Category Archives: Blogging

Toothpaste, Ira Glass, and the Picture in My Head

wildflowers in a field


“All of us who do creative work, we get into it because we have good taste. But there is this gap. For the first couple years you make stuff, it’s just not that good. It’s trying to be good, it has potential, but it’s not. But your taste, the thing that got you into the game, is still killer. And your taste is why your work disappoints you . . . We know our work doesn’t have this special thing that we want it to have. We all go through this. And if you are just starting out or you are still in this phase, you gotta know its normal and the most important thing you can do is do a lot of work . . . It is only by going through a volume of work that you will close that gap, and your work will be as good as your ambitions . . . It’s gonna take awhile. It’s normal to take awhile. You’ve just gotta fight your way through.” —Ira Glass


When I was five, I decided I needed glass slippers like Cinderella. So I made some. I snuck into the bathroom and, using and Q-tips, I covered my new patent dress shoes with a sticky paint made of  toothpaste, baby powder, and baking soda. Then I did what any five-year-old would do—I put them in a donut box and hid them under my parent’s bed. Because, well, where else would I hide them? Mom was not happy when she discovered them two weeks later, rock-hard and still under her bed. She later told me that’s when she knew I had an imagination.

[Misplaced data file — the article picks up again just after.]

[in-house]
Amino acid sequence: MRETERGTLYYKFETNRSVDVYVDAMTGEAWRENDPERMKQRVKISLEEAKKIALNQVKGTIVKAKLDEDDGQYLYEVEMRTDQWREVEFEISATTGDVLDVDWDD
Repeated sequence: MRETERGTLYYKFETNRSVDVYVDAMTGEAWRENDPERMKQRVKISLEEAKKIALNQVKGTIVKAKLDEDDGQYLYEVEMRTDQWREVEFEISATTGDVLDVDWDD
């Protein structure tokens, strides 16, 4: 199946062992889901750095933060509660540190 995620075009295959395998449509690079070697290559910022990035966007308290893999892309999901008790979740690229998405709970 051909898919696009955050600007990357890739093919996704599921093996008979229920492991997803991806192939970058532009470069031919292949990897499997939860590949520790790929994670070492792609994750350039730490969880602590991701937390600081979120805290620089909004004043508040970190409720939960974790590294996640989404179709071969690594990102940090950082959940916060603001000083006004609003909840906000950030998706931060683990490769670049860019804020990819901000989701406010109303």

I was a frustrated artist. I didn’t have the supplies or the talent to create the images I had in my head—landscape watercolors, sketched portraits, painted houses. Some did make it to paper, but they always resulted in tears. (Of course, I cried about everything—not being able to buckle my seat belt was enough to provoke frustrated tears.)

And really, not a whole lot has changed.

A few months ago I tried to turn a four-hour car repair ordeal into a Father’s Day blog post. It was awful. I’m sure I could go back and do something with that draft now, but my first version was so far from where I thought it would be that I didn’t even go back for a second read through, let alone any edits.